Each time my gout gets better some tiny part of my admittedly tiny brain thinks ‘OK it’s gone! That’s that then.’ until it comes back. So now I am diagnosed I am going to keep taking the Allopurinol. I go back for more blood tests (oh joy!) in about 6 weeks. I am so pleased for you regards the weight loss but don’t put too much on the BMI thing, as long as you feel good and feel good about how you feel and look then that’s perfect for you. Now if I could just follow my own advice………………
September 14, 2016 at 2:57 pm #1980
UPDATE: Well, I guess it really is. Here we go with my other toe. Took Anti inflammatory right away and still uncomfortable to walk today. Which sucks when your job is walking back and forth across the hospital to see various patients. :/. Got my blood drawn yesterday at the very beginning when I noticed just the littlest of a twinge. Probably would not have noticed it at all if it wasn’t for my flare a few weeks ago.
September 15, 2016 at 9:05 pm #1986
Hi again Whitney,
“Got my blood drawn yesterday ” – does this mean you will have another uric acid blood test result soon? If so, please post the result.
If it helps, you can take a photo of the result and send the picture to me, via the Helpdesk. To send pictures, click the orange Gout Help button, then attach a file with the paperclip button. Or, send them using the “Attach a file” link on the GoutPal Helpdesk new ticket form.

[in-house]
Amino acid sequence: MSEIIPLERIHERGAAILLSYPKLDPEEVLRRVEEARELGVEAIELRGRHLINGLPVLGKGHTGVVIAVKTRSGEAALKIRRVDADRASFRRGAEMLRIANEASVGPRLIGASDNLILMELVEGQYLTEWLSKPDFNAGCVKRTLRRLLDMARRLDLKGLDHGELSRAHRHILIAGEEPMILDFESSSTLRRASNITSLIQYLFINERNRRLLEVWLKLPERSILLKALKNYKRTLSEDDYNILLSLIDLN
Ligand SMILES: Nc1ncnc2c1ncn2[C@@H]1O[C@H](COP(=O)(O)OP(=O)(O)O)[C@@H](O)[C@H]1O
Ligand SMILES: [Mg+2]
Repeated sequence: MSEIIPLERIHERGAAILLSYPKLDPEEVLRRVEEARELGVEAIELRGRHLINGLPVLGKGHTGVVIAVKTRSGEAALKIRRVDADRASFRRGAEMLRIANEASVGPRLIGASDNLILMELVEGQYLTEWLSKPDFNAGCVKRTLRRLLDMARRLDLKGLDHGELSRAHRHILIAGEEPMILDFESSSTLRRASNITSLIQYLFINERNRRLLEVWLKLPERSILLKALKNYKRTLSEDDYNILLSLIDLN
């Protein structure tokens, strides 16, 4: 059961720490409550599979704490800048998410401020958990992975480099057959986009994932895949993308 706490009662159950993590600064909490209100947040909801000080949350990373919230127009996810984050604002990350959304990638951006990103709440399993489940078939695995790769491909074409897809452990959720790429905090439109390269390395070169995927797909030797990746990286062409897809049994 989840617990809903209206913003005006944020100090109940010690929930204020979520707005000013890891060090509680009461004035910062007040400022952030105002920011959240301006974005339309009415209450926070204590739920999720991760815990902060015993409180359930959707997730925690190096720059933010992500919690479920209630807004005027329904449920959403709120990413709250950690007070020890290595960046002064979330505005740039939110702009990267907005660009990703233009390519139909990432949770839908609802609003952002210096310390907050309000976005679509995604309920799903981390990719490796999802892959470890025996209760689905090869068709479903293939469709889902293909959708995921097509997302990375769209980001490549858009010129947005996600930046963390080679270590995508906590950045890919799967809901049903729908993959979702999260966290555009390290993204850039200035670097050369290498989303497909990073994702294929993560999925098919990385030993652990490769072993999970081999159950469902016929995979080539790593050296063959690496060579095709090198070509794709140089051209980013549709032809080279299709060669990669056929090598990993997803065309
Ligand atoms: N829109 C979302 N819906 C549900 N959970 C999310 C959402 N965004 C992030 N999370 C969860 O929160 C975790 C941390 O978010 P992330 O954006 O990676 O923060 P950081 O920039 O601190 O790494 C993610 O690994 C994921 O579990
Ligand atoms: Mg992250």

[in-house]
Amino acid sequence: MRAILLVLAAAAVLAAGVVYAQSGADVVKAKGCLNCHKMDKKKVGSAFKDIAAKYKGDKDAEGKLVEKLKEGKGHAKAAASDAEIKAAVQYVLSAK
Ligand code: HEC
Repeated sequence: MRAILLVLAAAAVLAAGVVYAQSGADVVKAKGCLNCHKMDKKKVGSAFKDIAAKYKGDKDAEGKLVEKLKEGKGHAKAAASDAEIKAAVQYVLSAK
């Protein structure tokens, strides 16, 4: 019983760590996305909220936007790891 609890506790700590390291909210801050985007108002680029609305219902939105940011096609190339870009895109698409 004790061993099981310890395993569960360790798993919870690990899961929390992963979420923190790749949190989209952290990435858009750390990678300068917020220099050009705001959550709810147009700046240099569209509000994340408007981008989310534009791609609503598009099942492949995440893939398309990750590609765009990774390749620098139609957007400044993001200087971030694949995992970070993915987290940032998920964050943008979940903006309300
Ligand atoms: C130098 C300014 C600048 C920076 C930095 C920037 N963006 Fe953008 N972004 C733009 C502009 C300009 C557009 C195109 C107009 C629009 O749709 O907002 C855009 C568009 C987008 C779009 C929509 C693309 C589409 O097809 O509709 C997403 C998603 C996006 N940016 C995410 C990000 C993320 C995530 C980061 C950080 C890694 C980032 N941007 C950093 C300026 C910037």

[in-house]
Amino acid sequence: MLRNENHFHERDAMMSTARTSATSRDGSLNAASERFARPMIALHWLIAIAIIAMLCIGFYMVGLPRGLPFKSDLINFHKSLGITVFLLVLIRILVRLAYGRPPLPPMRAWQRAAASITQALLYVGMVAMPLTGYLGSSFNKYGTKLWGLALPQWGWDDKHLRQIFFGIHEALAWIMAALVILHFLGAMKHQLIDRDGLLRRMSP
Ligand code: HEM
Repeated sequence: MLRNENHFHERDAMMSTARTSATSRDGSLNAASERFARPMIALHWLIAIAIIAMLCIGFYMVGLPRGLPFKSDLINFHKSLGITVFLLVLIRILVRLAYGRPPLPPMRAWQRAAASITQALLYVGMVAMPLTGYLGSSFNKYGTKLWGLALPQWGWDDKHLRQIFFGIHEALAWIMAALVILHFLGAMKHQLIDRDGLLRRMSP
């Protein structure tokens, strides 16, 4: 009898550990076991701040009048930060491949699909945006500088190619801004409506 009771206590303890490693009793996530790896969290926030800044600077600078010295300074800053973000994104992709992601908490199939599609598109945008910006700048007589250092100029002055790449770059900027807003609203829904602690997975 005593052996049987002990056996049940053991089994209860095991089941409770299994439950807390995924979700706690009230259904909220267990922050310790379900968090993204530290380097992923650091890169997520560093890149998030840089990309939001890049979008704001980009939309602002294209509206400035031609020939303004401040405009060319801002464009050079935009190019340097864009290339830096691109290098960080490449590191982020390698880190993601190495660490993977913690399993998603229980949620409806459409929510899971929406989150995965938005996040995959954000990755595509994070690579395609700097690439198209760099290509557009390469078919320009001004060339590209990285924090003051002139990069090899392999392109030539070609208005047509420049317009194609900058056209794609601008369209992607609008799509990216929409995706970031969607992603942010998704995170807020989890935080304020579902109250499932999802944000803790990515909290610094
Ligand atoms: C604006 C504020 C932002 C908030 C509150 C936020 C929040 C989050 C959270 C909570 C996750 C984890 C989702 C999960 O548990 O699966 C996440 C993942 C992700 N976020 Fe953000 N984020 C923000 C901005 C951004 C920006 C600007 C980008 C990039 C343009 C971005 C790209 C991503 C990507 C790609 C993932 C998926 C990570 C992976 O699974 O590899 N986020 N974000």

March 26, 2018 at 5:48 pm #6682Loni RossGuest
If gout is caused by something like secondary polycythemia, or iron levels, or even hypoxia, will it be resolved once the underlying cause is corrected?
[posted via reply to email update list]
March 26, 2018 at 5:58 pm #6683
Loni, if gout is solely caused by a primary disease such as one of those you listed then it will be resolved. But managing secondary gout is not that simple. Because there are 2 great unknowns:
1. Is your primary disease the sole cause, or do you also have gout?
2. How long will it take to correct the underlying cause?
In both those cases, you run the risk of serious harm from excess uric acid. So it makes sense to get uric acid safe now. Then, when you recover from the primary disease you can start a controlled, safe withdrawal from uric acid treatment.
Coincidentally, I wrote about reasons for managing secondary gout today in a different context. I’d appreciate feedback to say which explanation is clearer.